Time: March 28, 2002
Location: Boalt Hall.
Over the last decade, gender-based crimes have received attention not only from human rights advocates, but also from academics, national policy-makers, the United Nations, and international criminal tribunals. Issues of rape as a weapon of war, sexual slavery, trafficking of persons across national boundaries, female genital mutilation, violence against women in the name of family honor, and gender-based economic and social discrimination have slowly appeared on the international agenda. These developments have been marked by promising breakthroughs, as well as demoralizing setbacks. The recent recognition of rape as a war crime by the International Criminal Tribunal for the former Yugoslavia (ICTY) offers hope for justice by forcing perpetrators to account for such egregious acts of violence. At the same time, however, the atrocities inflicted by the Japanese military on more than 200,000 so-called “comfort women” during World War II have yet to be legally remedied.
Even in times of peace, crimes against women often go unpunished. The United Nations estimates that each year several million people are trafficked within and out of Asia and the former Soviet Union. The victims of this slave trade – mostly women and children – are the “products” in what is now a multimillion-dollar industry. In the Middle East, women endure not only severe economic and social discrimination, but also suffer from a system in which violence against women is often committed with impunity, in the name of family honor. Across the world, women continue to face the threat of culturally sanctioned domestic abuse, which has yet to be fully recognized as a valid “qualification” for receiving asylum in the United States.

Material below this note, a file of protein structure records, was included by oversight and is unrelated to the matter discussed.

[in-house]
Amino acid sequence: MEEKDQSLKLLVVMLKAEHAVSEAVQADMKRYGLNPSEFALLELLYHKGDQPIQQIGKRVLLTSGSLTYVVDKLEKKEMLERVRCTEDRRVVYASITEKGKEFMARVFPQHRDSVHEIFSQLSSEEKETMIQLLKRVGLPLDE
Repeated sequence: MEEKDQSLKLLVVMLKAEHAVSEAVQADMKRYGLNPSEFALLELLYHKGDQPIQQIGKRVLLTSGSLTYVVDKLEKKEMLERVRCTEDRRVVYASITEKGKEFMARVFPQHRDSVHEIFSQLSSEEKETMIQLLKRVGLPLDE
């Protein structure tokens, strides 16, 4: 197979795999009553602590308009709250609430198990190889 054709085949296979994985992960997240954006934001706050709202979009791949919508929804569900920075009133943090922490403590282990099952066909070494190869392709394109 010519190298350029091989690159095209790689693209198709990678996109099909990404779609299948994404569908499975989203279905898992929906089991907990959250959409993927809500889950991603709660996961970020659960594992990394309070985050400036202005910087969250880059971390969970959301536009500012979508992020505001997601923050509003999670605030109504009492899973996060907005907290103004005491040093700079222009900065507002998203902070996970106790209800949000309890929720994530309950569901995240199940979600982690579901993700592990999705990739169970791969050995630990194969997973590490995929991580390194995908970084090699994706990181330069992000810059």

The 2002 Symposium Edition featured articles by scholars, policy makers, and practitioners in the fields of international law, comparative law, human rights, criminal law, and feminist legal theory. It provided a forum for analysis of the legal, political, cultural, economic, and social forces that perpetuate such systems of violence against women, as well as remedies to address these crimes.
Following her Keynote address, Justice Louise Arbour was presented with the Stefan A. Riesenfeld Award for her outstanding contributions to the field of international law.